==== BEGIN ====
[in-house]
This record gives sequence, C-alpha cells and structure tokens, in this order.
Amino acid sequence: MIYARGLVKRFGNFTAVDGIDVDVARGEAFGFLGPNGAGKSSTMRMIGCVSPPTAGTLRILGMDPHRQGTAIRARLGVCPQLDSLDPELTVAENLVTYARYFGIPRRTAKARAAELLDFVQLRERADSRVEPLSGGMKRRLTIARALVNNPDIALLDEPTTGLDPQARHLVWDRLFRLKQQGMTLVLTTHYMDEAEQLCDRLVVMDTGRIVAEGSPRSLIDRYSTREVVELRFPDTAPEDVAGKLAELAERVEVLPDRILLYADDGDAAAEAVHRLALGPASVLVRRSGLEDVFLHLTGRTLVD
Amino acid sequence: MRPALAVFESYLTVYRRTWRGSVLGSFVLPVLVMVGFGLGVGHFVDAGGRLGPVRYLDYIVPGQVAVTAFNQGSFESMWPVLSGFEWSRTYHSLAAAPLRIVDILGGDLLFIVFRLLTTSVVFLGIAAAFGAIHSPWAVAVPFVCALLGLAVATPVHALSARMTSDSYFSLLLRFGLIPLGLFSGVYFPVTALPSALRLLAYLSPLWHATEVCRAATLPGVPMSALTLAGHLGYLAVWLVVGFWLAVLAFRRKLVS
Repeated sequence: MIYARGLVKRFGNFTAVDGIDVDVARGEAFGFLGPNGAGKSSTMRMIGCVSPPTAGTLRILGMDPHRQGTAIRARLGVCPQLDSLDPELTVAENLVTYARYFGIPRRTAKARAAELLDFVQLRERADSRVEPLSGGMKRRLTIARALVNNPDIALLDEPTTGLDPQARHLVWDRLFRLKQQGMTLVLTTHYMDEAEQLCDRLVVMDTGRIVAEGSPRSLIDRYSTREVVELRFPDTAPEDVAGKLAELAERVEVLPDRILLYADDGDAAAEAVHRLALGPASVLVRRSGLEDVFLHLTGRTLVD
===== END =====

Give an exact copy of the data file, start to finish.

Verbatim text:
[in-house]
This record gives sequence, C-alpha cells and structure tokens, in this order.
Amino acid sequence: MIYARGLVKRFGNFTAVDGIDVDVARGEAFGFLGPNGAGKSSTMRMIGCVSPPTAGTLRILGMDPHRQGTAIRARLGVCPQLDSLDPELTVAENLVTYARYFGIPRRTAKARAAELLDFVQLRERADSRVEPLSGGMKRRLTIARALVNNPDIALLDEPTTGLDPQARHLVWDRLFRLKQQGMTLVLTTHYMDEAEQLCDRLVVMDTGRIVAEGSPRSLIDRYSTREVVELRFPDTAPEDVAGKLAELAERVEVLPDRILLYADDGDAAAEAVHRLALGPASVLVRRSGLEDVFLHLTGRTLVD
Amino acid sequence: MRPALAVFESYLTVYRRTWRGSVLGSFVLPVLVMVGFGLGVGHFVDAGGRLGPVRYLDYIVPGQVAVTAFNQGSFESMWPVLSGFEWSRTYHSLAAAPLRIVDILGGDLLFIVFRLLTTSVVFLGIAAAFGAIHSPWAVAVPFVCALLGLAVATPVHALSARMTSDSYFSLLLRFGLIPLGLFSGVYFPVTALPSALRLLAYLSPLWHATEVCRAATLPGVPMSALTLAGHLGYLAVWLVVGFWLAVLAFRRKLVS
Repeated sequence: MIYARGLVKRFGNFTAVDGIDVDVARGEAFGFLGPNGAGKSSTMRMIGCVSPPTAGTLRILGMDPHRQGTAIRARLGVCPQLDSLDPELTVAENLVTYARYFGIPRRTAKARAAELLDFVQLRERADSRVEPLSGGMKRRLTIARALVNNPDIALLDEPTTGLDPQARHLVWDRLFRLKQQGMTLVLTTHYMDEAEQLCDRLVVMDTGRIVAEGSPRSLIDRYSTREVVELRFPDTAPEDVAGKLAELAERVEVLPDRILLYADDGDAAAEAVHRLALGPASVLVRRSGLEDVFLHLTGRTLVD